After two months with the Rybak family, Janeczka and Jerzy Czarnecki were moved, for a short time, to Maria Jędrzejczak, on Krzyżanowskiego Street. He later recalled: “In June, Mr. Milonas arranged for me to go to Germany to work, in exchange for a farmer's son from the Skierniewice region”.

After a time, Janeczka lived on the other side of the Wisła River. Władysławaa recalls: “Mr. Trojanowski 'Prezes' [most probably Witold Rutkowski, pseudonym “Trojanowski” – ed.) found Janeczki a place to stay in Praga, with two ladies who gave French lessons and baked cakes. Mr. Milonas covered the costs of keeping Janeczka, meeting with her carers. Very shortly, the ladies thanked him for the payments – they claimed that Janeczka worked together with them”.

Grzegorz Milonas perished before the outbreak of the Warsaw Uprising.

After the War, the girl looked for Władysława. “When a bridge had been created from Praga - a pontoon bridge – Janeczka came. (…) They greeted each warmy with tears in their eyes!”. The girl came asking for advice. “KIBBUTZ [probably Kibbutz Grochów, active since 1920 in the Warsaw suburb of Witolin, was, after the War, moved to Dolny Śląsk – ed.] registered Jewish children and was sending them to other countries, while her aunties were crying and pleading for her to remain. I told Janeczka that the War was over. She had to study and make a life of her own, to take care of her aunties and to love them. I also had to leave and didn't know where I would live”. Janeczka left and was never heard from again.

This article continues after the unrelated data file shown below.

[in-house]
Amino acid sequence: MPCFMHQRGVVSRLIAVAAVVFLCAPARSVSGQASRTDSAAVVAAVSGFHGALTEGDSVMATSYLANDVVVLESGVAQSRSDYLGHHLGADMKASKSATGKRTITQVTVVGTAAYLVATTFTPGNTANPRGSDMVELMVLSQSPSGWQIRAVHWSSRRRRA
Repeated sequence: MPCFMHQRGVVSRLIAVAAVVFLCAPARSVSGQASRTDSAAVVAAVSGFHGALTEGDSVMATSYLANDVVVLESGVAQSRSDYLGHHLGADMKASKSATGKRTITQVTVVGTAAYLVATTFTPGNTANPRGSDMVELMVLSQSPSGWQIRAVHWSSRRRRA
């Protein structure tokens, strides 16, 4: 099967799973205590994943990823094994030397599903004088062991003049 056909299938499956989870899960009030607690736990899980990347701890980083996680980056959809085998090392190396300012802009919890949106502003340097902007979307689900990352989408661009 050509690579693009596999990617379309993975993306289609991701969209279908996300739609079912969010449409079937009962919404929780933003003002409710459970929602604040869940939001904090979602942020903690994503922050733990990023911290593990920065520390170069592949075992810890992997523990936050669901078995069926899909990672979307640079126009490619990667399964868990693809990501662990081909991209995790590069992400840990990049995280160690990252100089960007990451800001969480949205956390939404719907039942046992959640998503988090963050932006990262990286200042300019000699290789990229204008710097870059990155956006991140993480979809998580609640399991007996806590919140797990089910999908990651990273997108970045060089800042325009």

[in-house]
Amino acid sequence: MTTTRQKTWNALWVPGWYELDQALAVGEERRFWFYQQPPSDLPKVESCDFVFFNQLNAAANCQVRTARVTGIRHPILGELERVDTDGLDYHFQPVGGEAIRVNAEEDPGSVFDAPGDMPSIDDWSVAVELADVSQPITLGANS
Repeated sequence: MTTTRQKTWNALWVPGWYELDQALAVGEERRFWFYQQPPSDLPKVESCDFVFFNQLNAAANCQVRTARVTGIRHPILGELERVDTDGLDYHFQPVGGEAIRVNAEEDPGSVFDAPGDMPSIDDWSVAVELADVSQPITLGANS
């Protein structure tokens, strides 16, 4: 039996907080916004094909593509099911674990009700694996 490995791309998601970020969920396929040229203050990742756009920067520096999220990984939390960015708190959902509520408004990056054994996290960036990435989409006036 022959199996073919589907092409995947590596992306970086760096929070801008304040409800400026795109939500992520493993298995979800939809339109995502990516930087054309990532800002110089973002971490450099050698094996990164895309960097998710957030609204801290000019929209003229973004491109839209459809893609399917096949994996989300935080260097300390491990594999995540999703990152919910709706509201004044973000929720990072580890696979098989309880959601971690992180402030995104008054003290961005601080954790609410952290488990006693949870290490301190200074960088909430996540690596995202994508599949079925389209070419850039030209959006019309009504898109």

Jerzy Czarnecki settle in Switzerland and remained in contact with the Rybak family. They visited each other. “When we come to Warsaw, their home is our home”.

Many years after the War, he endeavoured to have his rescuers honoured with the title of Righteous Among the Nations. A year before the ceremony, he wrote: “In communist Poland, the rescuing of Jews was not a topic for praise and could have even harmed my rescuers' professional lives [it was not, however, connected with the “communist” i.e. the socialist and authoritarian character of the PRL – ed.]. I mentioned to Mr. Rybak the possibility of being honoured with the title of 'Righteous Among the Nations', with a request to describe details of their ativities during the occupation. It turned out that, now, during the Rybak family's stay with us in Switzerland, it was easier for us to return to that period together and for me to write a testimony”. 

On 25th July 1999, Wawrzyniec and Józefa Paluch, Janina Kłos née Paluch, Wacław and Władysława Rybak, Józefa Rybak and Grzegorz Milonas were all honoured with the title of Righteous Among the Nations.